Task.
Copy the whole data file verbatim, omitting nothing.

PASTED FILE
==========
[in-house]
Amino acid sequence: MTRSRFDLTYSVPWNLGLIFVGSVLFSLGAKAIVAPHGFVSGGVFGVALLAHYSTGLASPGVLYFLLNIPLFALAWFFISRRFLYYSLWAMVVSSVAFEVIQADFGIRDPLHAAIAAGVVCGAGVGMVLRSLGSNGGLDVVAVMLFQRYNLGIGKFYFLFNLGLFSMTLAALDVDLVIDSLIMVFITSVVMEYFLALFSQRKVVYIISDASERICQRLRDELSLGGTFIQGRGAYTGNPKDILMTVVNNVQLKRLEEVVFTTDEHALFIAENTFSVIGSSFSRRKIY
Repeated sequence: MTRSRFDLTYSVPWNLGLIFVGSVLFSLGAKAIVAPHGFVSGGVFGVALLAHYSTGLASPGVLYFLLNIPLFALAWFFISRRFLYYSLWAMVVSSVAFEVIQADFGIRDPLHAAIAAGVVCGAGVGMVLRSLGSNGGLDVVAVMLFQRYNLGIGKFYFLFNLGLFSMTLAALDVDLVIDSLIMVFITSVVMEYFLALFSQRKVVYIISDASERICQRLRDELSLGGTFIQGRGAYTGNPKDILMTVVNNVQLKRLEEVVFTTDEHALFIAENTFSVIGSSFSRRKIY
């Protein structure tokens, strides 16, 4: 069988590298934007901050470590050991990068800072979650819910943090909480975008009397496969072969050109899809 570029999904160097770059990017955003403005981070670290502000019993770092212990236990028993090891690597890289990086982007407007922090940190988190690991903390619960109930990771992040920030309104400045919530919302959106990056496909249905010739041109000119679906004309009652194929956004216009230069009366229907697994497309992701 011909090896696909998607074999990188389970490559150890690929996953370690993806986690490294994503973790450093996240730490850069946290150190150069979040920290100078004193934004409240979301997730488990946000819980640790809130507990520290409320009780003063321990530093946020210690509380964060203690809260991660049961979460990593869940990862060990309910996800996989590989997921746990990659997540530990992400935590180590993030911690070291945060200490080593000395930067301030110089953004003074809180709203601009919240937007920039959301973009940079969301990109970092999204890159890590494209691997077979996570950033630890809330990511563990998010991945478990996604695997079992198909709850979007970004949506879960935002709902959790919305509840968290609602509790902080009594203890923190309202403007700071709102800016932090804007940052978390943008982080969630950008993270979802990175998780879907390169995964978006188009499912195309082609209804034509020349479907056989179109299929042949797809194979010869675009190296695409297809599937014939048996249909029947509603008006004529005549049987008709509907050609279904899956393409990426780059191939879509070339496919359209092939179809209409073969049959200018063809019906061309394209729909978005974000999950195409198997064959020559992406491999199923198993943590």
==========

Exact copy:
[in-house]
Amino acid sequence: MTRSRFDLTYSVPWNLGLIFVGSVLFSLGAKAIVAPHGFVSGGVFGVALLAHYSTGLASPGVLYFLLNIPLFALAWFFISRRFLYYSLWAMVVSSVAFEVIQADFGIRDPLHAAIAAGVVCGAGVGMVLRSLGSNGGLDVVAVMLFQRYNLGIGKFYFLFNLGLFSMTLAALDVDLVIDSLIMVFITSVVMEYFLALFSQRKVVYIISDASERICQRLRDELSLGGTFIQGRGAYTGNPKDILMTVVNNVQLKRLEEVVFTTDEHALFIAENTFSVIGSSFSRRKIY
Repeated sequence: MTRSRFDLTYSVPWNLGLIFVGSVLFSLGAKAIVAPHGFVSGGVFGVALLAHYSTGLASPGVLYFLLNIPLFALAWFFISRRFLYYSLWAMVVSSVAFEVIQADFGIRDPLHAAIAAGVVCGAGVGMVLRSLGSNGGLDVVAVMLFQRYNLGIGKFYFLFNLGLFSMTLAALDVDLVIDSLIMVFITSVVMEYFLALFSQRKVVYIISDASERICQRLRDELSLGGTFIQGRGAYTGNPKDILMTVVNNVQLKRLEEVVFTTDEHALFIAENTFSVIGSSFSRRKIY
């Protein structure tokens, strides 16, 4: 069988590298934007901050470590050991990068800072979650819910943090909480975008009397496969072969050109899809 570029999904160097770059990017955003403005981070670290502000019993770092212990236990028993090891690597890289990086982007407007922090940190988190690991903390619960109930990771992040920030309104400045919530919302959106990056496909249905010739041109000119679906004309009652194929956004216009230069009366229907697994497309992701 011909090896696909998607074999990188389970490559150890690929996953370690993806986690490294994503973790450093996240730490850069946290150190150069979040920290100078004193934004409240979301997730488990946000819980640790809130507990520290409320009780003063321990530093946020210690509380964060203690809260991660049961979460990593869940990862060990309910996800996989590989997921746990990659997540530990992400935590180590993030911690070291945060200490080593000395930067301030110089953004003074809180709203601009919240937007920039959301973009940079969301990109970092999204890159890590494209691997077979996570950033630890809330990511563990998010991945478990996604695997079992198909709850979007970004949506879960935002709902959790919305509840968290609602509790902080009594203890923190309202403007700071709102800016932090804007940052978390943008982080969630950008993270979802990175998780879907390169995964978006188009499912195309082609209804034509020349479907056989179109299929042949797809194979010869675009190296695409297809599937014939048996249909029947509603008006004529005549049987008709509907050609279904899956393409990426780059191939879509070339496919359209092939179809209409073969049959200018063809019906061309394209729909978005974000999950195409198997064959020559992406491999199923198993943590």